The Department of Justice Victim Notification System (VNS) is a system that provides victims with information pertaining to their case and/or any defendants in the case. You will receive a Victim Identification Number (VIN) and a Personal Identification Number (PIN) that will allow you to access VNS via the internet or by phone. Here, you will find information about future court hearings, historical court events, and detailed information about the defendant. This will include criminal charges filed, the outcome of charges, sentence imposed, custody location, projected release date and any other release information. The VNS website is updated daily. You will also receive any ongoing information by mail or email.

    Have you, a family member or friend ever used the Victim Notification System? If so, was it effective? Did you get the information in a timely manner? Was the system difficult to use? We would like to hear from you, so please post any comments here.

    Click here to leave a comment

    Sex Offender Information and Search

    All people registered as sex offenders are registered on either a national or state sex offender database. The people on these databases have been convicted of a sex or kidnapping crime. You can access this information online, but bear in mind that you will not get the exact address, rather the block that they live on.

    Domestic Violence

    If you or someone you know is a victim of domestic violence, there are services to help you. Your county will have a Domestic Violence Services office. They provide free and confidential services, such as emergency shelter information, legal advocacy, support groups and domestic violence education. They will work to help you create a safe and violence-free life, and heal from the trauma of abuse.

    Important Note: If you, or someone you know, are in immediate danger, call 911.


    Return To Main Menu

    Reviews

    Reviews of this Jail

    Have you ever been locked up at Wise County Jail? Do you know anybody that spent time there? Have you ever visited someone in this jail?

    If yes, then you should tell us about it. Write about your experience because others will know what to expect.

    Things you can include in what you write:

    • Conditions in Wise County Jail.
    • Jail layout and facility
    • Staff and guards
    • Commissary and food
    • Visitation
    • The other inmates – what are they like?
    • Inmate safety
    • Gangs
    • Inmate activities and programs


    Let Everyone Know

    Tell Your Story

    Everbody that’s been incarcerated has some stories to tell about the whole experience. Why’d you get arrested? Did you get fair treatment? What was your daily routine in jail? How did you get along with the other inmates? Did going to jail affect your life? How?

    Speak Your Mind

    Throw A Shout Out to Your Cell Mate

    Did you meet some cool folks in jail? Do you want to say wassup to a person you met in jail? Then send them a message by posting a comment below.

    Throw a shout out to someone at Wise County Jail


    Return To Main Menu
    2874

Comments

  1. Merle M. says:

    My son has been in Wise County for 3 months. visitation is ok-wish they had contact visits though. Commissary and phone service is way to expensive-who are you punishing–not the inmate because the inmate does not pay for this-family/friends do. I think the cost of these things should be investigated to see if a more reasonable price could be found. Commissary is way to expensive also-I am told and looked up the price list for TDC and theirs is a fraction of what the cost is in a county jail and then if you do not get it on there 24 hours prior to commissary then they don’t get it even though it has been deducted from your bank account they still don’t get it-yet you can add money to the phone system and within 10 to 15 minutes it is there–I called touchpay to check why-they told me it is the facility that hold the approval once they have approved it the money is at the facility and it is their choice to say it is there or not but if they have a 24 hours hold on it, oh well the inmate has to do without–kinda on the rediculous side if you ask me–if you put money in the bank and go to spend it aren’t you going to be upset if they say–sorry–it has to be here 24 hours first–not a very good set up if you ask me….The personnel has always been very nice and understanding whenever I have had questions or concerns. Though I have my doubts about the nurses there as when my son was taken to the doctor the nurse from the jail would not let him talk but kept talking for him–I am a nurse and I just don’t see how she would think this was ok or that the doctor would even allow her to do it…she is not the patient so how would she know what the answer to the questions are…what nursing school did she go to….I am quite aware that he is in there for doing something wrong but his mind is still there and does not need someone else to speak for him concerning his physician visits which I paid for thru his commisary. Mail being read by other inmates–that is wrong also–once an inmate puts mail in the box or whatever it is to go out it should not be where another inmate can even get his hands on it to read…this is very very big problem….they cannot seal the envelopes as it is read by jail personnel prior to being sent out which is fine but that is a federal offence the last time I looked about reading someone elses mail but then it wasn’t sealed so he didn’t open it so is it still considered a felony? Over all the facility is nice and all is going to have problems but they really need to check on the pricing of commissary and the price for phone calls and make it easier for elderly to use the phone system–they do not understand nor can they use the system unless someone helps them and sometimes the only person that normally helps them is the person in jail that they are trying to talk to to start with…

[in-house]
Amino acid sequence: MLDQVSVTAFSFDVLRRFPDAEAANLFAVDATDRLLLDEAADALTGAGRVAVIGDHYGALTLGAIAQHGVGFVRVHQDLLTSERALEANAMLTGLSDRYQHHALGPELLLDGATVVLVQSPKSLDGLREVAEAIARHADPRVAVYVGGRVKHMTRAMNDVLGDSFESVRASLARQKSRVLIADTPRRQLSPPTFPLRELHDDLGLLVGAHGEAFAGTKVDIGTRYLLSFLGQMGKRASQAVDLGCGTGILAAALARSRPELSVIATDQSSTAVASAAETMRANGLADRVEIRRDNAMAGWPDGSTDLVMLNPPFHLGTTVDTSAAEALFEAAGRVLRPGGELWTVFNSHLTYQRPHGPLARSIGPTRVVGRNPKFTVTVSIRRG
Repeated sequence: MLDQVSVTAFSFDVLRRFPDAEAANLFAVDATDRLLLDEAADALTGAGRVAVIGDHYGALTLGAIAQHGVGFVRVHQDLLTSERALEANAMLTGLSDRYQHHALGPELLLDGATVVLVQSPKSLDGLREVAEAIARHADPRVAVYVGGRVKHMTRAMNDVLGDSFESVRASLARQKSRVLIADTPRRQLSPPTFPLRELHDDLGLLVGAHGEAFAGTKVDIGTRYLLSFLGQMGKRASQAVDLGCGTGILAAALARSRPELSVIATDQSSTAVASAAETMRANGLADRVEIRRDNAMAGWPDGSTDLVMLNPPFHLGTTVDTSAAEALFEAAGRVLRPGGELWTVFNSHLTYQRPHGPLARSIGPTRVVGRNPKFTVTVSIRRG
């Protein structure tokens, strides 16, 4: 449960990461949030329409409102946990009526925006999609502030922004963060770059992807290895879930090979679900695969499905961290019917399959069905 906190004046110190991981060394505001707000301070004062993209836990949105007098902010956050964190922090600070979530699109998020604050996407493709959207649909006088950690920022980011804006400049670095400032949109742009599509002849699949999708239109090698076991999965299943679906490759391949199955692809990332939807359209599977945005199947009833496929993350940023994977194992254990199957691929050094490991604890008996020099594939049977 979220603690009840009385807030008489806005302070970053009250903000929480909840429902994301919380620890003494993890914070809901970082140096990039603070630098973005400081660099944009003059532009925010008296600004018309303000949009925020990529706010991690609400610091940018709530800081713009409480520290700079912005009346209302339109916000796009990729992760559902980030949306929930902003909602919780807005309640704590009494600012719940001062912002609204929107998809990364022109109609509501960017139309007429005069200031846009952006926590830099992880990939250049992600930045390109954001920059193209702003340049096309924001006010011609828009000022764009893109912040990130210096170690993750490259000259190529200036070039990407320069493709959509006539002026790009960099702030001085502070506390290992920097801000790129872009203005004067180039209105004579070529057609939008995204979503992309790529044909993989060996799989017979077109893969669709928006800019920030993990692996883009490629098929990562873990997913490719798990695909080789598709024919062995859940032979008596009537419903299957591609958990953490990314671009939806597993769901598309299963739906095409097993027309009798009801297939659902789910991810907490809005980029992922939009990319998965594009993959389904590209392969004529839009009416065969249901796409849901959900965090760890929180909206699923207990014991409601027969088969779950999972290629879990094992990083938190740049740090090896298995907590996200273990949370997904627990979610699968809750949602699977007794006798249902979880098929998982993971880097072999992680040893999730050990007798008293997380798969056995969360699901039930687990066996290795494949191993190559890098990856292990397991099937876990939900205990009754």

Speak Your Mind

*


*